FATF regulations state all financial institutions must monitor accounts that receive funds and immediately withdraw cash. This is a big AML red flag, often an indicator of further layering or the integration step of introducing ‘clean’ money into the mainstream and legitimate economy; criminals often tend to hide this money further by the acquisition of assets or investing into a legal business at this point. FATF also advises that you pay attention to the frequency of such occurrences, if large sums of money are transferred into your customers account every three days and withdrawn immediately- this is a key money laundering red flag.
Conversion to Virtual Assets or Vice Versa
Virtual assets (VAs) are a digital representation of value, it is a form of digital currency that can be used to make purchases, digitally transfer and trade. Those using VAs (such as bitcoin or blockchain) must abide by the same regulations applicable to the financial sector. Similarly, to immediate cash withdrawals, it isn’t customary practice for funds to enter an account and immediately be converted to VA. This tactic is often employed to further complicate the trail of illegally sourced funds. Alternatively, recurring VA conversions to government-backed currency (fiat money: British Pound, Euro, American Dollar etc) is also just as indicative of money laundering.
Transactions with Unregistered Geographic Location
An instant AML red flag is transactions with unregistered countries or sanctioned states. A client receiving funds or making transfers to unregistered locations should be contacted immediately, if no reasonable explanation can be given to justify such activity, it is wise to restrict account access.
Account Holders from High-Risk Countries
During the onboarding process, some potential clients may be flagged as they’re from high-risk countries. For example, Andorra and San Marino are ranked some of the higher AML risk countries and third-world countries generally tend to be flagged as higher risk. This should not be seen as a deterrence, just ensure that you perform the necessary background checks, such thorough checks will often be mandatory procedure in these circumstances; this may also entail verifications through sanctions and PEPs.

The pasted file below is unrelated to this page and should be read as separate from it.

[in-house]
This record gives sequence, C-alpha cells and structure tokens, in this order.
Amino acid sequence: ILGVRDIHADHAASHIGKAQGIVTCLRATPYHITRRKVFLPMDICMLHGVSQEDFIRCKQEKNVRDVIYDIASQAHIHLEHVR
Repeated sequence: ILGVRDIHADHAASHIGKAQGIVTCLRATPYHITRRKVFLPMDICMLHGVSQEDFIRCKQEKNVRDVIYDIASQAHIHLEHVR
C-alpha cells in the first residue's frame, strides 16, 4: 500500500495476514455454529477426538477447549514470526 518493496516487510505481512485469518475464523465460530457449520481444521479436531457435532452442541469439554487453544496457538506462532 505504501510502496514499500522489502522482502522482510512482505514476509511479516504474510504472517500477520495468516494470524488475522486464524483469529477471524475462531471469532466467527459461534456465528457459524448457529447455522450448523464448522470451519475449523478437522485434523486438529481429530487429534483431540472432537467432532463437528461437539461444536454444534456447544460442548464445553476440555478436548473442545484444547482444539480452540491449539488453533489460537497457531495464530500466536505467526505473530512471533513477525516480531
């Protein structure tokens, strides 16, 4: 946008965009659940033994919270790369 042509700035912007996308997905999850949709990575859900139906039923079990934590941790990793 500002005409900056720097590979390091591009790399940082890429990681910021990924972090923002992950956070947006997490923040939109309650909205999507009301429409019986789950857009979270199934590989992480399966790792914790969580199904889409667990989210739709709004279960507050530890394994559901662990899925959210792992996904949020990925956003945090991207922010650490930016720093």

Recommended: Anti Money Laundering – What is AML compliance and why is it important?
Clients with Multiple Accounts
Regular verification should be enforced for clients who have several accounts registered under the same details due to risk of money mule scams. This refers to someone who transfers ‘dirty’ money on behalf of someone else in the money laundering process. Ongoing anti-money laundering checks are pivotal and necessary in identifying financial crime.
Irregularities in Customer Due Diligence Process
Clients that exhibit evasive behaviour when coming to AML checks often have discrepancies in the Customer Due Diligence (CDD) process- a series of checks that gives you your potential customer’s risk profile and verifies their identity. If issues are encountered through KYC verification, your safest option is to stop the onboarding process for said client for being unable to pass mandatory checks, as there is no way to legally bypass this.
The FATF Red Flags Could Save Your Business from Financial & Reputational Damage
It’s essential that your business screens customers appropriately and is in line with financial regulations to ensure AML standards are being met. Financial crime has dire consequences for individuals and financial institutes involved, alongside debilitating economic stability and eroding trust in the financial system. With vast digital change across all sectors, recent ThoughtLab surveys showed 41% of Executives to believe that current security plans and implementation was not sufficient in providing adequate security because of fast digital transformation (ThoughtLab). Protect your organisation by staying on top of anti-money laundering red flags and news. Find out more on Shufti Pro’s AML screening services.
For further information on KYC identity verification to strengthen your company’s onboarding process and overall security, find out more here.
Get in touch with our experts to find out more on FATF guidelines or further advice to prevent money laundering and wider financial crime.